We have expressed fusion proteins encoding defined segments of the coding segment of the human androgen receptor (hAR) in Escherichia coli using the pGEX-2T expression vector. Large quantities of fusion proteins containing glutathione-S-transferase (GST) linked to the amino or carboxy terminal region of the receptor and a fusion protein containing the complete amino acid sequence of the androgen receptor were produced in soluble form. The GST hAR fusion proteins containing the hormone-binding domain of the androgen receptor exhibit high affinity specific binding for a variety of natural and synthetic androgens. Analysis of the binding properties of the complete and truncated androgen receptor fusion proteins revealed that the amino terminus affects the Kd of the fusion proteins for mibolerone (0.89 vs. 3.43 nM for the truncated and complete fusion proteins, respectively). Despite these differences, both the truncated and complete hAR fusion proteins exhibit a higher affinity for dihydrotestosterone than for testosterone, implying that the preferential affinity for dihydrotestosterone observed in androgen receptor prepared from native sources is a measure of the inherent structure of the hormone-binding domain. Furthermore, the ligand-receptor complex is stable, as the ligand is not easily displaced with unlabelled competitor and is stable to mild heat denaturation. Fusion proteins containing the DNA-binding domain demonstrate specific DNA binding, as evidenced by studies using segments of the mouse mammary tumor virus long terminal repeat (MMTV-LTR) and synthetic glucocorticoid response elements. These studies establish that GST hAR fusion proteins exhibit physical properties similar to those of native androgen receptor. Affinity purification using a glutathione affinity resin and cleavage of the fusion proteins at a thrombin cleavage site permits a marked enrichment using a two-step purification. The use of such methods will facilitate the study of the normal and mutant receptor proteins.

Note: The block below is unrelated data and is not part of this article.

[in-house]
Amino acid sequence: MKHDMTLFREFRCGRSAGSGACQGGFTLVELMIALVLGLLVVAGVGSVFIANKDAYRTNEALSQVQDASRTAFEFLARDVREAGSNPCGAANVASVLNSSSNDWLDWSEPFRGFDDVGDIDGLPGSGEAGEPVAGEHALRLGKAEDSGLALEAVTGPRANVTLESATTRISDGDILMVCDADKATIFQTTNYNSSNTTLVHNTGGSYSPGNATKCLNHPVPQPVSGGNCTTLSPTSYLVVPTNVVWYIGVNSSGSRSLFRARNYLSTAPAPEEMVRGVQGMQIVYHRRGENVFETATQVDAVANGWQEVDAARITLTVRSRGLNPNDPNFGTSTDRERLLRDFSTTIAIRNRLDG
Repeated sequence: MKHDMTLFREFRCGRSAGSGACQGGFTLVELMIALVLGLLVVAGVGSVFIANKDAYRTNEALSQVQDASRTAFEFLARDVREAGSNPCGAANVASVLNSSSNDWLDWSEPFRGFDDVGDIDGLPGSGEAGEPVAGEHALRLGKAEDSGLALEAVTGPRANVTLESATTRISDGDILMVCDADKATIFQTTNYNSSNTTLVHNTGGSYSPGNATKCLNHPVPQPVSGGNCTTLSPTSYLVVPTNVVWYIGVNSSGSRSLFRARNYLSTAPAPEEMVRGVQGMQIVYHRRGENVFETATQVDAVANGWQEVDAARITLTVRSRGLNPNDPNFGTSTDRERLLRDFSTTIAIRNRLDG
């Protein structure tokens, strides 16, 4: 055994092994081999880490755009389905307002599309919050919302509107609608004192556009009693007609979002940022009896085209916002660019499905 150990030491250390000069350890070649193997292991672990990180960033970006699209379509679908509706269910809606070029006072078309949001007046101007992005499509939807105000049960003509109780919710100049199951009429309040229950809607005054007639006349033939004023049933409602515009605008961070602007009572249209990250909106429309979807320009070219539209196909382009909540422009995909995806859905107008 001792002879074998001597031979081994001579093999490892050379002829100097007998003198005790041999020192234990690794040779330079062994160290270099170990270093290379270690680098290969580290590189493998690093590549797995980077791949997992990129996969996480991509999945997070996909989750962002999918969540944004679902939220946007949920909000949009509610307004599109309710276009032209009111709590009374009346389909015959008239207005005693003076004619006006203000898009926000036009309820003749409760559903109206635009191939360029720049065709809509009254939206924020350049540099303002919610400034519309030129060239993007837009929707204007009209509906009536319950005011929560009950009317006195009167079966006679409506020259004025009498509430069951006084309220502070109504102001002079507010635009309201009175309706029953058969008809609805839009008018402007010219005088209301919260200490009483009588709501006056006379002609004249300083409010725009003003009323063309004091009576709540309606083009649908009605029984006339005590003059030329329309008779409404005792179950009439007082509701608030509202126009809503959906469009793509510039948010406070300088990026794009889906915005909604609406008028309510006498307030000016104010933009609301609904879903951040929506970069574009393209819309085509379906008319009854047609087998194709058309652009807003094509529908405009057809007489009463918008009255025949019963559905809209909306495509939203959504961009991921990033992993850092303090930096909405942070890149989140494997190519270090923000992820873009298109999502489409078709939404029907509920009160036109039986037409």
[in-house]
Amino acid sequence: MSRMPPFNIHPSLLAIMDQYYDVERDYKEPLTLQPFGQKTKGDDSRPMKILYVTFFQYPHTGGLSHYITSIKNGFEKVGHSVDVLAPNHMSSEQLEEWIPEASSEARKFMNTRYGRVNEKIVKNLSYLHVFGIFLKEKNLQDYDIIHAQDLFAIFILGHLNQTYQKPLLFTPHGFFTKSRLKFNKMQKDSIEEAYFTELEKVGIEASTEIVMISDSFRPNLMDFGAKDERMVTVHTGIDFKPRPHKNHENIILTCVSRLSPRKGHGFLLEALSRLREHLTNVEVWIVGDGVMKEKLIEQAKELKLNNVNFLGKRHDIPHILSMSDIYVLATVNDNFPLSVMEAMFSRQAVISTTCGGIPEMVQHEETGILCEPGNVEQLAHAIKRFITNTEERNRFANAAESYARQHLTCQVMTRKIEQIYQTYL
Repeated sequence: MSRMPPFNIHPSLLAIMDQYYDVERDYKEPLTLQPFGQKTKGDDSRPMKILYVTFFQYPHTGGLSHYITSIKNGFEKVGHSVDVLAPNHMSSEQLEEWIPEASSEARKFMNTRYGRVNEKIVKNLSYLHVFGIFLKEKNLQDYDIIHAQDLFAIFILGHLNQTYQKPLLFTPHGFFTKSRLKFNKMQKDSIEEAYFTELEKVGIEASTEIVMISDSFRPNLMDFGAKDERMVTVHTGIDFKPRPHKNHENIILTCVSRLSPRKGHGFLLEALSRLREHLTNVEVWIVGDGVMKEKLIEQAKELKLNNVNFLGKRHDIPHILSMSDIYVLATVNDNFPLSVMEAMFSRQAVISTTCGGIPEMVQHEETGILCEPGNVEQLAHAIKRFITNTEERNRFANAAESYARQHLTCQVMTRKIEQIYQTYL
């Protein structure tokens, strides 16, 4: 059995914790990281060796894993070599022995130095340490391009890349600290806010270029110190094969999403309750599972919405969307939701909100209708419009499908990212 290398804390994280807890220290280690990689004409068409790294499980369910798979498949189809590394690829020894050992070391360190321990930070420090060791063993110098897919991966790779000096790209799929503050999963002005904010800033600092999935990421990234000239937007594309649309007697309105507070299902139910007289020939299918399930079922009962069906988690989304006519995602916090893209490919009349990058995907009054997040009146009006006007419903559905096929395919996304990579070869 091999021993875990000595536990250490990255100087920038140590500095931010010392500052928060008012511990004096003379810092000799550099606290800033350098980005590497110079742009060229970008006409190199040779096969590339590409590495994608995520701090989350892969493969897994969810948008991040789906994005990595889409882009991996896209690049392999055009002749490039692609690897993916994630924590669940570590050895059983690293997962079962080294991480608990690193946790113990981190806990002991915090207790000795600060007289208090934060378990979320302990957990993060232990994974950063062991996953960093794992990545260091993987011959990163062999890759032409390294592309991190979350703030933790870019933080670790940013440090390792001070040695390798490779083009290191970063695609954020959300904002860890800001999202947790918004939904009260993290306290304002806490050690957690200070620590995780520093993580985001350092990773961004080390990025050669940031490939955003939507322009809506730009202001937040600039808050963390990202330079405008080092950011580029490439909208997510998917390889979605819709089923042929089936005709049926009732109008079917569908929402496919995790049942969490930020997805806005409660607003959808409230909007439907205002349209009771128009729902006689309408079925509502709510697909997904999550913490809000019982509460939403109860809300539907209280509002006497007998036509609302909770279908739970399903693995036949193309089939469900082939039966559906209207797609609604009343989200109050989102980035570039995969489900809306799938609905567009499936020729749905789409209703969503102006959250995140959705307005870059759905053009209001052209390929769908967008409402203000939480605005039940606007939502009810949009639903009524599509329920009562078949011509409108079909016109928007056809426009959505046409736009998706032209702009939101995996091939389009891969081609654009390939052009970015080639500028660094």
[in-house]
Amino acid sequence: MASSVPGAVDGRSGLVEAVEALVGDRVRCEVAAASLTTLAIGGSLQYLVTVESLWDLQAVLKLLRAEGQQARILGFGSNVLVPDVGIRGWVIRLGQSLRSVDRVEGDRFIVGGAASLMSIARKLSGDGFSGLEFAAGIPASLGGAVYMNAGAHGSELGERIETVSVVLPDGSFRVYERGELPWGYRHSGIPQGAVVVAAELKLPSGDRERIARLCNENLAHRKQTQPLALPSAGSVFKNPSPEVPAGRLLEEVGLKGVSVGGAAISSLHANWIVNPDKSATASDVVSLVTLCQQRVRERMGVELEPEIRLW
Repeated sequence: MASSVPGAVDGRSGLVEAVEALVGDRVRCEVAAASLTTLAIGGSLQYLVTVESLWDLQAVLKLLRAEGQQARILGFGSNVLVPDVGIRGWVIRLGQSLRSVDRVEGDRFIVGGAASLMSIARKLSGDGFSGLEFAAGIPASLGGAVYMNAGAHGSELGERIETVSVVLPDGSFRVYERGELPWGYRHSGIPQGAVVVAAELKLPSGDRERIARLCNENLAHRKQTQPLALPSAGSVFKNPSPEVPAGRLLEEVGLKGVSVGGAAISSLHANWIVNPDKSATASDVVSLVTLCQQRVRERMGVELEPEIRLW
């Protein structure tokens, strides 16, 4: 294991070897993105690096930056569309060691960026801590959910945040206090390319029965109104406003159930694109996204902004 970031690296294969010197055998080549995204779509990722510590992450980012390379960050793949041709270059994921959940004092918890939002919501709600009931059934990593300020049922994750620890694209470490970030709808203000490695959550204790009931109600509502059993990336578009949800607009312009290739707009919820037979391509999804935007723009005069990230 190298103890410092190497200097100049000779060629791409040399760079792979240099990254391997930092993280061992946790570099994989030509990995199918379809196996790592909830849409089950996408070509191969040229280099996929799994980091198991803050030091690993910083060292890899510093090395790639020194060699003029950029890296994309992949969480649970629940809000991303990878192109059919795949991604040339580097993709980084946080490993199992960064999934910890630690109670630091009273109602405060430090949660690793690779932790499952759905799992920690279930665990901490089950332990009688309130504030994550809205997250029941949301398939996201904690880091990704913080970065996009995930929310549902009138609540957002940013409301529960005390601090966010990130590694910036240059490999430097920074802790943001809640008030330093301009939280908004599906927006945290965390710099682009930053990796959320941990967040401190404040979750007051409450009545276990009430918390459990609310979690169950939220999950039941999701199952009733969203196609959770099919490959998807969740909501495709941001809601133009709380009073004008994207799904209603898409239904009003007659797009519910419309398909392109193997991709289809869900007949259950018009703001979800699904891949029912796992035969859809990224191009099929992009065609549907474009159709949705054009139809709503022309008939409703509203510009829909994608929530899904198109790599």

- Human androgen receptor fusion protein
- Steroid receptor
ASJC Scopus subject areas
- Molecular Biology